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"Roses grow best on heavy clay soils with lots of organic matter helping to keep the surface roots moist and wet!"

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Hedge planting

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Possibly the first living structure to be created by man in his endeavors to control his environment. Hedges can take many forms and be created from a large number of plant species.

If you are considering planting any form of hedge you will undoubtedly have the requirement for it establish itself quickly to meet its given objective. The key to this is in the preparation and the time of planting.


As the GardenAdvice team have so often found time spent on soil preparation for hedges pays dividends year after year in solid and rapid growth. When preparing the soil for your new hedge imaging you are preparing for a English woodland that will last for a least 100 years because in effect that's what you are doing. Many of the most popular hedging plants such as beech and yew can be found in woodlands today with an age in excess of 100 years. Soil preparation should start by double digging a trench about 0.5 metre wide and two spits deep (a spit being the length of a spade blade). Whilst digging you should incorporate some good organic matter such as spent mushroom compost or well rooted farm yard manure, is has to be well rooted as fresh will burn the roots of the new hedging. Irrigation is another factor worth considering at this stage and is best achieved with a leaky hose or drip irrigation system. Finally nothing stops a hedge growing quicker than weed growing around the base especially couch or twich grass. The solution to this is once the soil has been prepare is to lay a stripe of ground sheeting to help stop the weeds. To plant through the sheeting you will need to cut crosses with a knife and then peel back the edges to expose the soil once this is done you will be able to plant the hedge plant and then apply a mulch to cover and hide the sheeting. One good tip is to use bark if your hedge is in a lawned area, as this will not damage the mower when it strays into the hedge bottom.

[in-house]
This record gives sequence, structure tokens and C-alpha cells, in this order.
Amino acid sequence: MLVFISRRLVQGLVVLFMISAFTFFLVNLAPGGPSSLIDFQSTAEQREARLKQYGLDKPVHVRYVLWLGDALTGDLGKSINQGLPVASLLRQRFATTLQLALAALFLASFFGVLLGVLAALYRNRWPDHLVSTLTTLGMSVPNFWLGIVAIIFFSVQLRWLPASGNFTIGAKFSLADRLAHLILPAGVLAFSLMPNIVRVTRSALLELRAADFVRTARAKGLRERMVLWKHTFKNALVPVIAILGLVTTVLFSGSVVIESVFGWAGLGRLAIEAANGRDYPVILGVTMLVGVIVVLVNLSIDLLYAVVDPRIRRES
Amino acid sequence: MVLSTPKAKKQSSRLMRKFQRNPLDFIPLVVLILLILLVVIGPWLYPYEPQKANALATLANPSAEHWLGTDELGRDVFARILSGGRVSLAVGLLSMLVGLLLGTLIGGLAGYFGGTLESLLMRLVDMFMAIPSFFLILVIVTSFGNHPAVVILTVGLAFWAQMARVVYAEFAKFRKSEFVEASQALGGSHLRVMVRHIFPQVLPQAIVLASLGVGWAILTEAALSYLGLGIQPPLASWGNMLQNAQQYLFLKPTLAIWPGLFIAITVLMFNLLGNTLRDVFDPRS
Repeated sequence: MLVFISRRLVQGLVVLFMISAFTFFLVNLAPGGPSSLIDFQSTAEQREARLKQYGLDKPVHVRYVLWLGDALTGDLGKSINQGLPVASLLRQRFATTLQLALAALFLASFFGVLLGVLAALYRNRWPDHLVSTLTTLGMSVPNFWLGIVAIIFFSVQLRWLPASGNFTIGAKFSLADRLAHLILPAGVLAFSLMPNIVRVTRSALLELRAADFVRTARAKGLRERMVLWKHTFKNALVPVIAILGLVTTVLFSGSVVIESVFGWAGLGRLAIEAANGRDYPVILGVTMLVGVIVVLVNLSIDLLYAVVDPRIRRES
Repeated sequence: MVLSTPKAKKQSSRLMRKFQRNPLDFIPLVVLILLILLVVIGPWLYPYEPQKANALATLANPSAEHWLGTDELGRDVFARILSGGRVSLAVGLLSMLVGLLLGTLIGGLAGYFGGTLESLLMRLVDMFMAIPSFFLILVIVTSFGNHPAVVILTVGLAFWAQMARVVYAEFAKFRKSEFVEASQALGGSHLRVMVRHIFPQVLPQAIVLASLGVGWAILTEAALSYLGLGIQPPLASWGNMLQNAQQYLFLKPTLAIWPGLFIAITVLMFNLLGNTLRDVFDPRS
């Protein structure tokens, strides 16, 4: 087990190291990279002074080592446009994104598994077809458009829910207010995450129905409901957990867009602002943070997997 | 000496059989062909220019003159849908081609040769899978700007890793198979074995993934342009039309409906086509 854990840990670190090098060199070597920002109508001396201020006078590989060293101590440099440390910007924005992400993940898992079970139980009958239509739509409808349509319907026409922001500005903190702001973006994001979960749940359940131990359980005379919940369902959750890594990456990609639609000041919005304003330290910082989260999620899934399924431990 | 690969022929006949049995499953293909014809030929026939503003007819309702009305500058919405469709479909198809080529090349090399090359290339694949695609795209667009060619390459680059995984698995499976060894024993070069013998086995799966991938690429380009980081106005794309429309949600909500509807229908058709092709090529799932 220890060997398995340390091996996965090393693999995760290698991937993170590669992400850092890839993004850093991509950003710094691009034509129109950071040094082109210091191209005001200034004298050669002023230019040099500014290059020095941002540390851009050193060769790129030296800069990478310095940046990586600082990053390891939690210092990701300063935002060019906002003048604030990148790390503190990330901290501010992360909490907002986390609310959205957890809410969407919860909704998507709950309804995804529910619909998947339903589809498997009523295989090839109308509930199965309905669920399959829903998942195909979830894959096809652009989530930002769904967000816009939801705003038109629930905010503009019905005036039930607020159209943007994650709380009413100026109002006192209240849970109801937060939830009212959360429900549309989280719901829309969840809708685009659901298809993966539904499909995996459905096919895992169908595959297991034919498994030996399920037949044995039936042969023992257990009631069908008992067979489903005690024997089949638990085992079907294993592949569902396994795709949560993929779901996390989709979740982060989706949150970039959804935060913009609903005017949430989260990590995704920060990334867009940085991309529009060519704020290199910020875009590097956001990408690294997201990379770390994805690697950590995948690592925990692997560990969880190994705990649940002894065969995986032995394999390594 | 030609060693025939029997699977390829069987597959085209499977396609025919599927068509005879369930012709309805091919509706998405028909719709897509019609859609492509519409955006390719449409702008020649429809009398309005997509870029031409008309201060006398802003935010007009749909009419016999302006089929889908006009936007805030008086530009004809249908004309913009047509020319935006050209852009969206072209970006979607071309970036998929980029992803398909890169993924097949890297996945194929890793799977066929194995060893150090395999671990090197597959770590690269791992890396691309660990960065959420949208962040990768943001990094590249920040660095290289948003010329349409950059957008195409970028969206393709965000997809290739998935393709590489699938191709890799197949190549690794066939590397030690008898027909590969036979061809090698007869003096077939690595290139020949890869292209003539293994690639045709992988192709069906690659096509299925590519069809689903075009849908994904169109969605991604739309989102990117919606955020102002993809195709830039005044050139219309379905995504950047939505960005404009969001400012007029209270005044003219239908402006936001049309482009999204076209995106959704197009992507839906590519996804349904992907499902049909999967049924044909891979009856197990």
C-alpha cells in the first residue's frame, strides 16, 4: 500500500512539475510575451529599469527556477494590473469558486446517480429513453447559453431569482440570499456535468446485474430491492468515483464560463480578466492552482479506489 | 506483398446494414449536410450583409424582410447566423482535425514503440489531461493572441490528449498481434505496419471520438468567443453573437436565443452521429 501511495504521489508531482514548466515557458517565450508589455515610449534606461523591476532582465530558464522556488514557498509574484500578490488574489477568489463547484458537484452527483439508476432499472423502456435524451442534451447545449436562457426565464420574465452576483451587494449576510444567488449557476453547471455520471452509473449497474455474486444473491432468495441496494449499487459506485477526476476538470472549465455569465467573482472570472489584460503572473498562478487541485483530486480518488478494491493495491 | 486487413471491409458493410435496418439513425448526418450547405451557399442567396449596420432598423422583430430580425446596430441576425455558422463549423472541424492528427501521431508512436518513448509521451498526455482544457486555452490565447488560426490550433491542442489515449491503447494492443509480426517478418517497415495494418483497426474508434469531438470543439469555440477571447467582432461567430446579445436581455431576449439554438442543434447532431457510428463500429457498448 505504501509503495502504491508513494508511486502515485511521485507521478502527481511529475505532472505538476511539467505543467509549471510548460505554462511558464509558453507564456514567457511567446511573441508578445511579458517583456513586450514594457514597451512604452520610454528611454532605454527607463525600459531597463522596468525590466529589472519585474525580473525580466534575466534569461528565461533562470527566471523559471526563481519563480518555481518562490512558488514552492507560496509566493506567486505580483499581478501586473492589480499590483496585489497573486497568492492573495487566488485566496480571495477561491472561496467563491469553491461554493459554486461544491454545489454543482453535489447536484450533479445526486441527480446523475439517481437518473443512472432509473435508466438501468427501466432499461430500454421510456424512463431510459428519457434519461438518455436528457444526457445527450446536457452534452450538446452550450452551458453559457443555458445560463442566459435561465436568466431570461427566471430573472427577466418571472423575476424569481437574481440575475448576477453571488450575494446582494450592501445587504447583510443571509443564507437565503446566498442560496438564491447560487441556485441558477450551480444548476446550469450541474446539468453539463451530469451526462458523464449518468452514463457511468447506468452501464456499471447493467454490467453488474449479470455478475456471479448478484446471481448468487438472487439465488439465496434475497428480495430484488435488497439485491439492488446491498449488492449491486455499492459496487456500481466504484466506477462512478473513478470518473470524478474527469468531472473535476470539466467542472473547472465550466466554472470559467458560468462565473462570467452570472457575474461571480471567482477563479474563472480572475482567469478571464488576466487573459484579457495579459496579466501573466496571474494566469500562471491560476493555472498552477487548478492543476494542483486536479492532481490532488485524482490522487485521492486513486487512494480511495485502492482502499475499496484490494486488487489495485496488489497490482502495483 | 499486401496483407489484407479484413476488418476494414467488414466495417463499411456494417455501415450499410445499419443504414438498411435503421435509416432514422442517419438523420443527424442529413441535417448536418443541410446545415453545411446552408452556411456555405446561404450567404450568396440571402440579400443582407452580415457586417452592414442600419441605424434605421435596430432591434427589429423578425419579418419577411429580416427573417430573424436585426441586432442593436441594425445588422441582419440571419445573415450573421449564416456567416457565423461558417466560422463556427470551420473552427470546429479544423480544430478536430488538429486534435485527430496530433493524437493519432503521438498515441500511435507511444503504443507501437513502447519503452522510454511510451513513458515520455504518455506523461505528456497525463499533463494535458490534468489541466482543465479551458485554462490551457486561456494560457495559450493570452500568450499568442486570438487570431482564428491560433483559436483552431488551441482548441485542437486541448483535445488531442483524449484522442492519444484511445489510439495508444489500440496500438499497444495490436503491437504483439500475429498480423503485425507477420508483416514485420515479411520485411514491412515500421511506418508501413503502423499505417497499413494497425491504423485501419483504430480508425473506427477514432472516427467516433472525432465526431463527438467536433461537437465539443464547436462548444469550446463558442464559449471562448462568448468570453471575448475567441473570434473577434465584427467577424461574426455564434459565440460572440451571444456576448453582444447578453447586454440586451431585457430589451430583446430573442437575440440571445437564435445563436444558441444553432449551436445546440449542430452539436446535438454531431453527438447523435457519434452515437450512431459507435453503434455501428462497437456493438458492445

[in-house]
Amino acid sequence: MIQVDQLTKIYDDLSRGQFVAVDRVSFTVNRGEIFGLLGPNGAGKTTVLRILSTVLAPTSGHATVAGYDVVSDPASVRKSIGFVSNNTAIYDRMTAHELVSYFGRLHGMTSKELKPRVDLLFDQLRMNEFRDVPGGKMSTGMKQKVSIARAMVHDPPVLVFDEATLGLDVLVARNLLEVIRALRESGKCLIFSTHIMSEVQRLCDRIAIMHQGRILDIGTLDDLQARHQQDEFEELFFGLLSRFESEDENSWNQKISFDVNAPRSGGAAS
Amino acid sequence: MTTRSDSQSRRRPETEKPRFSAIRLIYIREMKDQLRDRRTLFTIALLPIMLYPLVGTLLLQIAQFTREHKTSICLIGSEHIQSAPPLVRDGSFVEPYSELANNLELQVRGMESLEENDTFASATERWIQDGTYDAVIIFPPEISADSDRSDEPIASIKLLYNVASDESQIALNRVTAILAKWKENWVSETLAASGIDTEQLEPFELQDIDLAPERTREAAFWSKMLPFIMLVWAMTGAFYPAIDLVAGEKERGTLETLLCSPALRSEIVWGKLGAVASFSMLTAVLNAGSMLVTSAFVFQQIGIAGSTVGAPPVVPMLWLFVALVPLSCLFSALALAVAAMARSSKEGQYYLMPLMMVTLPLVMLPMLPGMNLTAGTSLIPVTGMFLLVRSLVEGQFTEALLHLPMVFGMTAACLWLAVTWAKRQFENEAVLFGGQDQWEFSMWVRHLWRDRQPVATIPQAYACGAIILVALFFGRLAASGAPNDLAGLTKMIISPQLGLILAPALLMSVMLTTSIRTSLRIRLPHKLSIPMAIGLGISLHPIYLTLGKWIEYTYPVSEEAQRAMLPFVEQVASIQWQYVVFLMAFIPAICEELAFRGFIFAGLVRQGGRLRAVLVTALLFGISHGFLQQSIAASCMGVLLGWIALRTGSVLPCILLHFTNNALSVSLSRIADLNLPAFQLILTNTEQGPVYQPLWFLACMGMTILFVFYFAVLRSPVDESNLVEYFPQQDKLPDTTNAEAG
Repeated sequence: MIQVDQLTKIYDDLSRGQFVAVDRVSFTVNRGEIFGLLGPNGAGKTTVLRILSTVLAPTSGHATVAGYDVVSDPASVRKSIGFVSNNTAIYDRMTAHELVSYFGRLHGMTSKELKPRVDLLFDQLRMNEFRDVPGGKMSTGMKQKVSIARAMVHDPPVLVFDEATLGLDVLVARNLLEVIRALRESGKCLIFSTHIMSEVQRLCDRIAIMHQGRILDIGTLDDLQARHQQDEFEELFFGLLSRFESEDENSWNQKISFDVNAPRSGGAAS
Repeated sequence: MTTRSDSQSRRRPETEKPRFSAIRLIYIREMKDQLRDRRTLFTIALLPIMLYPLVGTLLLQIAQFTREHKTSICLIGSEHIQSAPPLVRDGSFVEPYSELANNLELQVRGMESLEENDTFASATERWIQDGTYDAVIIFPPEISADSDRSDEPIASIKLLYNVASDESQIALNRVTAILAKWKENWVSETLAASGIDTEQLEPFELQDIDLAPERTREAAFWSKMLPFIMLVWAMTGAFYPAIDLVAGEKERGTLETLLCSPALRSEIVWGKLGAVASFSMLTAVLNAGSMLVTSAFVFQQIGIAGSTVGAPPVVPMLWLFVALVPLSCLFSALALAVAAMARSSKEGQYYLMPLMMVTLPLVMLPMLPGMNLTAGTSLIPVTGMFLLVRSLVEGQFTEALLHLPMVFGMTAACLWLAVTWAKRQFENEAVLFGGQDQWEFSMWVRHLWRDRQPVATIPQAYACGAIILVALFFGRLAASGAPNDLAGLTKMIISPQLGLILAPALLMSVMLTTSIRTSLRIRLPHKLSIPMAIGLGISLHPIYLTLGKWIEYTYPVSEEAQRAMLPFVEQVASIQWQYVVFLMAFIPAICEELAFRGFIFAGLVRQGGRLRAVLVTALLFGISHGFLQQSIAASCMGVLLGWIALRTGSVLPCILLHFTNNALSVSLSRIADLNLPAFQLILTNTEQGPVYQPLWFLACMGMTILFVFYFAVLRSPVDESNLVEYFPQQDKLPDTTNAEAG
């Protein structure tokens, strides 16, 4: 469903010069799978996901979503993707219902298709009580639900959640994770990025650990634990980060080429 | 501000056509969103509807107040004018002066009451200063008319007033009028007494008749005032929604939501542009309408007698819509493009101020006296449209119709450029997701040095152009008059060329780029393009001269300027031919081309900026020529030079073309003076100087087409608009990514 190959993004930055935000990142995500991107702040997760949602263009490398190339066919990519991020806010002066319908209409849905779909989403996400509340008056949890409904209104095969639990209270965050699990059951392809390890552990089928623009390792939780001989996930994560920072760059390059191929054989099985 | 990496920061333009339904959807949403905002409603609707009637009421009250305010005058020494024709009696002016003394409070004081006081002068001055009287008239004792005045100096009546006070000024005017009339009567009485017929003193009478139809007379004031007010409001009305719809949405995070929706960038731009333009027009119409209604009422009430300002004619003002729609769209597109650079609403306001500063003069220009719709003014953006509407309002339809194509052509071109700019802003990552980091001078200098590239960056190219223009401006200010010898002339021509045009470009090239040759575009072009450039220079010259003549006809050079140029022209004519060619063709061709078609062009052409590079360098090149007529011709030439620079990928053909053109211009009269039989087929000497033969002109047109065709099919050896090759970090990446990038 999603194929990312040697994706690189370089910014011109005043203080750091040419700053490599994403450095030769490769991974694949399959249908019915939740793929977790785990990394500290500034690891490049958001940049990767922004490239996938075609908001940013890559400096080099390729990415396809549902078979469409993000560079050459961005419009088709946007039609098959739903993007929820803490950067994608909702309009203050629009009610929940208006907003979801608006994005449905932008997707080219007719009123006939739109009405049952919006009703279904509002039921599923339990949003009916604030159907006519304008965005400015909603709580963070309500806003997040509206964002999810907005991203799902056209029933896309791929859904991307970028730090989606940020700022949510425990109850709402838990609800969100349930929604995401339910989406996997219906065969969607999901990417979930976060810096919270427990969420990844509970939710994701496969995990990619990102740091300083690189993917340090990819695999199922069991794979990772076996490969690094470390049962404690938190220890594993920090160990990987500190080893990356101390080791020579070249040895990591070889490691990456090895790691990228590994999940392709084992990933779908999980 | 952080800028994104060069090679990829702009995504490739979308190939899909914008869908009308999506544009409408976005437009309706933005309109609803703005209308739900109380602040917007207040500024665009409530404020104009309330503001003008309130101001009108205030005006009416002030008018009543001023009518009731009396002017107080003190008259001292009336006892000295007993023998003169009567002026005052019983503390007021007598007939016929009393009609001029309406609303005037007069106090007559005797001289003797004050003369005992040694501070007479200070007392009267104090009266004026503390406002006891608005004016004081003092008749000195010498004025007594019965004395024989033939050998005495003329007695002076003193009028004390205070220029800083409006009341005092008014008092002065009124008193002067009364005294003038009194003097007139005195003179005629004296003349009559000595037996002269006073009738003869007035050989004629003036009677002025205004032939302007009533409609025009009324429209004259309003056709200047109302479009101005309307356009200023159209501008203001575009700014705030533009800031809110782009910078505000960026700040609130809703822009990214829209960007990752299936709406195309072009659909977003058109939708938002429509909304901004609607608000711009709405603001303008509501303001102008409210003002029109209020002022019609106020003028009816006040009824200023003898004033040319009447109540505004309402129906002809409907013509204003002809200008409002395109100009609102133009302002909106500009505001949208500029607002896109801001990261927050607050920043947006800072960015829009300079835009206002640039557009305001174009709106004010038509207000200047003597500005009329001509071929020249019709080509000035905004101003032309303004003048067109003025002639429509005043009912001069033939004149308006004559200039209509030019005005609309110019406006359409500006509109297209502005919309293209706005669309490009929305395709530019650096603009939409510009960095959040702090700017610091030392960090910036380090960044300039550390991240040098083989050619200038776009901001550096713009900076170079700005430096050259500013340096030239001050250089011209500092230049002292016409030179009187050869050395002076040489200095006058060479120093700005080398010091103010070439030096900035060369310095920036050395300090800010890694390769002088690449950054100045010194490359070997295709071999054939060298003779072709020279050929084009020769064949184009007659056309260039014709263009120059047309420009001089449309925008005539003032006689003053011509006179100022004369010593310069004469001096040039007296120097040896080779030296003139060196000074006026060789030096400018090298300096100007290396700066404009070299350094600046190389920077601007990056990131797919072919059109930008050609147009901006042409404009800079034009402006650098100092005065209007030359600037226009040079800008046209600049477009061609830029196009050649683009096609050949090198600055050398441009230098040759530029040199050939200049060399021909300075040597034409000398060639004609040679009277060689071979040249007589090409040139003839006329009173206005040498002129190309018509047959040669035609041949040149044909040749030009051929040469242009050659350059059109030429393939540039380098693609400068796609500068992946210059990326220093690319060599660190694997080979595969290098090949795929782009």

Setting out and planting

The spacing and the pattern of the hedge will depend on the purpose and type of hedge. For example if it is a boundary hedge it is possible to use a double row hedge with a fence in-between the rows to add security. Another possibility is to use a single row as a structural hedge in a garden or an outer boundary that does not have to be too solid.

Plants for hedge types

  1. low informal hedges
  2. general informal hedges
  3. mixed wildlife hedges
  4. small formal garden hedges
  5. large formal hedges
  6. wind barrier hedges
  7. hedges for shady areas
  8. hedges for wet areas
  9. hedges for wind swept seaside and very exposed areas
  10. hedges for knot gardens







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